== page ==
To accomplish the same feat without the wing suit, I don't know. Human arms are not designed to generate lift and most of the arm won't generate lift at all. I am only certain that humans could shape the hand correctly for lift generation and that is not much lifting area. At a guess, you might require another >10x increase in atmospheric density to fly.

My best guess is it would take >60x Earth sea level normal atmospheric density to do this. If Venus were livable, then you could probably fly there with just your arms & hands.

Quick note: you are correct about the relevant parameter being atmospheric density. You can manipulate the density while keeping the pressure the same by using heavy inert gases (aka Xenon) as the mixing gas rather than Nitrogen. But this can only "purchase" 4x the atmospheric density. You'll still need to increase the number of molecules in atmosphere by >15x that of Earth sea level atmosphere.

Details

I was going to break down the details of this solution, but realized that the above references include all the math you need to figure this stuff out.

and I'm feeling lazy today :)

Anyone looking for the details of how to figure this out, please read the three above reference answers.

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In order to fly one has to contrast the gravity force.

This can be achieved in multiple way:

  • Bernoulli lift force: by having wings and a suitable motion, the resulting force can contrast gravity and enable flight. You have ruled this out.
  • Reaction lift force: by using Newton's third law of dynamics, one can generate enough force to contrast gravity. This is the principle used by rockets.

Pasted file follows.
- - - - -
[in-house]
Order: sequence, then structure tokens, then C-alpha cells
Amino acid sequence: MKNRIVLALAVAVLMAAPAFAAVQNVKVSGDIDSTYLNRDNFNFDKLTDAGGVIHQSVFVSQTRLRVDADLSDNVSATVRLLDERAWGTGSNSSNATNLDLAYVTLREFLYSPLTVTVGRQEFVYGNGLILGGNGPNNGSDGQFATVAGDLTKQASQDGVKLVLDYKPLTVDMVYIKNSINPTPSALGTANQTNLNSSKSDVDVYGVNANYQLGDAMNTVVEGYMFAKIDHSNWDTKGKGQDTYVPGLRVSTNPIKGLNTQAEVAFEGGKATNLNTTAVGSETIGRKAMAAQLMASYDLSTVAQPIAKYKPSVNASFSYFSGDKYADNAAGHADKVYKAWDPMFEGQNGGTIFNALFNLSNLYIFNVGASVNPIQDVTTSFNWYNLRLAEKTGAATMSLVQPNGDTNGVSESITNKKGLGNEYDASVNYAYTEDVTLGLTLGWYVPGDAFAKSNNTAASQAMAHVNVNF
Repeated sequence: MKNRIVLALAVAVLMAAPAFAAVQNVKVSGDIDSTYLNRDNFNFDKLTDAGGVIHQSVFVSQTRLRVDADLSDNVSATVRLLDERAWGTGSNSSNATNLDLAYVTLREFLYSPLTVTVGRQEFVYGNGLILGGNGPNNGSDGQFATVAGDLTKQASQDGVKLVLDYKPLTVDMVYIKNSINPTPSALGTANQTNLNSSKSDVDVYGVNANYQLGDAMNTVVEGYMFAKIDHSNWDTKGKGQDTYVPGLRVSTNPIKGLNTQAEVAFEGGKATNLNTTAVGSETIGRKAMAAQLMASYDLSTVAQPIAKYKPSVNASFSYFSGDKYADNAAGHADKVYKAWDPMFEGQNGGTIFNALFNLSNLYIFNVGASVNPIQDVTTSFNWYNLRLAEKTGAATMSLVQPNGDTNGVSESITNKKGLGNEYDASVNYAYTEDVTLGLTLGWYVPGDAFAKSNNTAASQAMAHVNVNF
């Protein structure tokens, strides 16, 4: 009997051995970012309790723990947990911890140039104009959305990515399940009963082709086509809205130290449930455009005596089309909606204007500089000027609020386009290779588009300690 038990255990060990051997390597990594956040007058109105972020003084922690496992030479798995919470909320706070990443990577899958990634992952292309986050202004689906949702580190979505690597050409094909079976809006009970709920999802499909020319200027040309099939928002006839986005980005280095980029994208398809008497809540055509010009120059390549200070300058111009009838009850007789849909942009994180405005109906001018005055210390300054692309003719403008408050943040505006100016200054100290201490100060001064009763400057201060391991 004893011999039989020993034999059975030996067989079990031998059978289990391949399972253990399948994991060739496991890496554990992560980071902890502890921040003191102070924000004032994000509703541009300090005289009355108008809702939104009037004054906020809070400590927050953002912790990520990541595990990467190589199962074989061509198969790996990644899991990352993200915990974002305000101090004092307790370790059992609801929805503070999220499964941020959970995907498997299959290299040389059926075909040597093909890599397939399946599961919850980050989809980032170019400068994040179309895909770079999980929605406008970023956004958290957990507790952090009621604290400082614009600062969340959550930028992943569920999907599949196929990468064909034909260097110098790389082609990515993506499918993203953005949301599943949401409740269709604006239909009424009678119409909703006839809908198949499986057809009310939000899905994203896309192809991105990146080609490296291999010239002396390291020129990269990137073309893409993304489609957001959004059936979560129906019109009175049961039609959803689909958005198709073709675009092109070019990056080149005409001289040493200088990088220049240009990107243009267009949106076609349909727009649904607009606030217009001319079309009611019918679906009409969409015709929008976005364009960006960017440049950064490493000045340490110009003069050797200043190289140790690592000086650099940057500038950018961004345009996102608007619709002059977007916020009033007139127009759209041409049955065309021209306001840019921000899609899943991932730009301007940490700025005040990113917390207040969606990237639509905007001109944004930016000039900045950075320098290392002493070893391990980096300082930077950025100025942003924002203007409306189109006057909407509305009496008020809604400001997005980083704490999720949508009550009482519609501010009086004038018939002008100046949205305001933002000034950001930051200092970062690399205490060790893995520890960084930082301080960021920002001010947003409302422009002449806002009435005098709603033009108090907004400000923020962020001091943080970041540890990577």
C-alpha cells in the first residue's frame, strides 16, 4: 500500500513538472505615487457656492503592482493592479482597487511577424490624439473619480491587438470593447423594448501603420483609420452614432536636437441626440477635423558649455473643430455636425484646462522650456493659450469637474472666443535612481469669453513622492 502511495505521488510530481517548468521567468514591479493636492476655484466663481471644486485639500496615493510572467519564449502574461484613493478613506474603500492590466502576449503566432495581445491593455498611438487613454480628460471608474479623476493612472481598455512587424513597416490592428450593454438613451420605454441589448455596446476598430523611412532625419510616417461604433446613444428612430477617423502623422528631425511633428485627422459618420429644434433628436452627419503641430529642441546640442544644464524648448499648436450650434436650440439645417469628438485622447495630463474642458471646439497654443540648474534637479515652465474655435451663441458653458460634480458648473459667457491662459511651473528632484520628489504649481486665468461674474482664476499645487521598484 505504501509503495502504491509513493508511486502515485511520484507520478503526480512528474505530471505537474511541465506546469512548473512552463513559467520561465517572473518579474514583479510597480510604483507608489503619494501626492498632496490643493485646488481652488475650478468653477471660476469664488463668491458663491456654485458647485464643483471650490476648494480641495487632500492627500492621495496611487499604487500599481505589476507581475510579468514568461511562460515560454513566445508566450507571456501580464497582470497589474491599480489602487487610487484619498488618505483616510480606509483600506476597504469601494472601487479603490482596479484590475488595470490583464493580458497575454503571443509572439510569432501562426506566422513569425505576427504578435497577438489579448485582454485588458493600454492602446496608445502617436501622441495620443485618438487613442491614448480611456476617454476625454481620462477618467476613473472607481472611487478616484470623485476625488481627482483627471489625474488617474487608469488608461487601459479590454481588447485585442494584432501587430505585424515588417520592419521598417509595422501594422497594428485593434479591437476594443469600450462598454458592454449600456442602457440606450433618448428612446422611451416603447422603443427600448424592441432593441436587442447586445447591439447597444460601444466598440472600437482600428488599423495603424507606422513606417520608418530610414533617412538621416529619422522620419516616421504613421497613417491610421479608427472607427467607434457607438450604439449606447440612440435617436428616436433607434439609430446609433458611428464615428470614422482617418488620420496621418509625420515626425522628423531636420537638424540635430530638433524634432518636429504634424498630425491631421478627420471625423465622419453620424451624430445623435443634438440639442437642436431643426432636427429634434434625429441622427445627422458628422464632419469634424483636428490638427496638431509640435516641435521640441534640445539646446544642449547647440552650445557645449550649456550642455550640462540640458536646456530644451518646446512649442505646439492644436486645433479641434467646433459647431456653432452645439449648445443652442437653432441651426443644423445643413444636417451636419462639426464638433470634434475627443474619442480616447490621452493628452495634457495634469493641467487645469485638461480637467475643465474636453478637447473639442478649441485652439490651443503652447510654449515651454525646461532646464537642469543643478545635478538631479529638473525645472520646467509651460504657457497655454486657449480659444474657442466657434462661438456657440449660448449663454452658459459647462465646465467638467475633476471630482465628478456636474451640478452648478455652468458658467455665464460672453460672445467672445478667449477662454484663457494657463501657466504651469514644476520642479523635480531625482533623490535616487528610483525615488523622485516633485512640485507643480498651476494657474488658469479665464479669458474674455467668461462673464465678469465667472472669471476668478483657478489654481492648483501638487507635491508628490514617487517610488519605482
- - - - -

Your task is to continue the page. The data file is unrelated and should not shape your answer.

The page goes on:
• Drag force: in a fluid moving at adequate velocity, the drag force can contrast gravity (it happens if you are caught in a tornado)
  • Buoyancy force: that's what happens when we swim. To have this, the density of the fluid has to be bigger than the average density of the body.

Gases are 3 orders of magnitude less dense than solids/liquids. There is no way a gas alone can make a human fly by buoyancy. And tornadoes are not practical for intentional flight.

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To achieve Neutral buoyancy, atmospheric density has to be just over 1000 kg/m3. That's a lot. For comparison, normal atmospheric density is just 1.225 kg/m3, so this is over 800 more dense, and atmospheric pressure (assuming composition is constant) has to be over 800 atmospheres. That's the level of pressure at ocean depths over 8000 m. Not healthy at all.

However, if the nitrogen is eliminated from the breathing mix, and oxygen level is decreased to a trace level that would be tolerable, humans could survive in this environment, at least for a while. I suggest replacing most of the atmospheric content with Neon. As an inert gas, it won't affect body chemistry. Unlike heavier elements like Argon, Neon is thought to not cause narcotic effect, and its molecular weight (20.18) is 5 times higher than Helium, which means we would need 5 times less pressure for the same density.

So, neutral buoyancy neox atmosphere will need to have pressure about 1100 atmospheres (higher than air because neon is lighter).

While living in these extreme conditions is theoretically possible, it was never studied, and some heath problems like High-pressure nervous syndrome are guaranteed to occur.

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  • $\begingroup$ I wouldn't be so confident about the "survive for a little while" bit. Various attempts at going above 65 atmospheres have all been aborted because of health issues; the time needed to safely pressurize to 1100 atmospheres means you'll probably die before you reach the target pressure. See space.stackexchange.com/questions/10895/… $\endgroup$ – Mark May 31 '18 at 20:19